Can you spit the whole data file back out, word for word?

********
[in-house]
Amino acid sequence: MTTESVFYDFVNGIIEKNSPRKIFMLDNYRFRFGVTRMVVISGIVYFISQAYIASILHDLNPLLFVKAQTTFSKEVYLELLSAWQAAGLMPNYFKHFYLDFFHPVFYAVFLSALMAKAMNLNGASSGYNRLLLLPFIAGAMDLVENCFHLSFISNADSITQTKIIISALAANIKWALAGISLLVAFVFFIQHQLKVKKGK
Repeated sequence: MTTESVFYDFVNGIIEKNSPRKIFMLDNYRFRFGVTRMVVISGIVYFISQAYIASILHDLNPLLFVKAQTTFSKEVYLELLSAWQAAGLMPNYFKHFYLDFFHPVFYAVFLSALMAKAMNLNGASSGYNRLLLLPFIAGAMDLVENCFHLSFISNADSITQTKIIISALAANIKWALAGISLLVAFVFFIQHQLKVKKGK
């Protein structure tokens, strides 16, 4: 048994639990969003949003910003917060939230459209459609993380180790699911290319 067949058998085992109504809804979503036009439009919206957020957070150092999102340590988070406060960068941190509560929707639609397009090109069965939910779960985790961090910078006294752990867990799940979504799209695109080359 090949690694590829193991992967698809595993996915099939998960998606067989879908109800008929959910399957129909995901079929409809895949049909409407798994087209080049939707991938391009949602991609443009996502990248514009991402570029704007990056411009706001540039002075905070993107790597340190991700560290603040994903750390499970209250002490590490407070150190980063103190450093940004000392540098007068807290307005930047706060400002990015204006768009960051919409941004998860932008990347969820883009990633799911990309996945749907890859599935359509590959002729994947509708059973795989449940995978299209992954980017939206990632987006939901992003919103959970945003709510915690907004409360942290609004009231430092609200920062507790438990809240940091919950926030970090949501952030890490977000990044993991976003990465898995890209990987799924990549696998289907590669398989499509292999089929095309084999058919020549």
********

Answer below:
[in-house]
Amino acid sequence: MTTESVFYDFVNGIIEKNSPRKIFMLDNYRFRFGVTRMVVISGIVYFISQAYIASILHDLNPLLFVKAQTTFSKEVYLELLSAWQAAGLMPNYFKHFYLDFFHPVFYAVFLSALMAKAMNLNGASSGYNRLLLLPFIAGAMDLVENCFHLSFISNADSITQTKIIISALAANIKWALAGISLLVAFVFFIQHQLKVKKGK
Repeated sequence: MTTESVFYDFVNGIIEKNSPRKIFMLDNYRFRFGVTRMVVISGIVYFISQAYIASILHDLNPLLFVKAQTTFSKEVYLELLSAWQAAGLMPNYFKHFYLDFFHPVFYAVFLSALMAKAMNLNGASSGYNRLLLLPFIAGAMDLVENCFHLSFISNADSITQTKIIISALAANIKWALAGISLLVAFVFFIQHQLKVKKGK
């Protein structure tokens, strides 16, 4: 048994639990969003949003910003917060939230459209459609993380180790699911290319 067949058998085992109504809804979503036009439009919206957020957070150092999102340590988070406060960068941190509560929707639609397009090109069965939910779960985790961090910078006294752990867990799940979504799209695109080359 090949690694590829193991992967698809595993996915099939998960998606067989879908109800008929959910399957129909995901079929409809895949049909409407798994087209080049939707991938391009949602991609443009996502990248514009991402570029704007990056411009706001540039002075905070993107790597340190991700560290603040994903750390499970209250002490590490407070150190980063103190450093940004000392540098007068807290307005930047706060400002990015204006768009960051919409941004998860932008990347969820883009990633799911990309996945749907890859599935359509590959002729994947509708059973795989449940995978299209992954980017939206990632987006939901992003919103959970945003709510915690907004409360942290609004009231430092609200920062507790438990809240940091919950926030970090949501952030890490977000990044993991976003990465898995890209990987799924990549696998289907590669398989499509292999089929095309084999058919020549």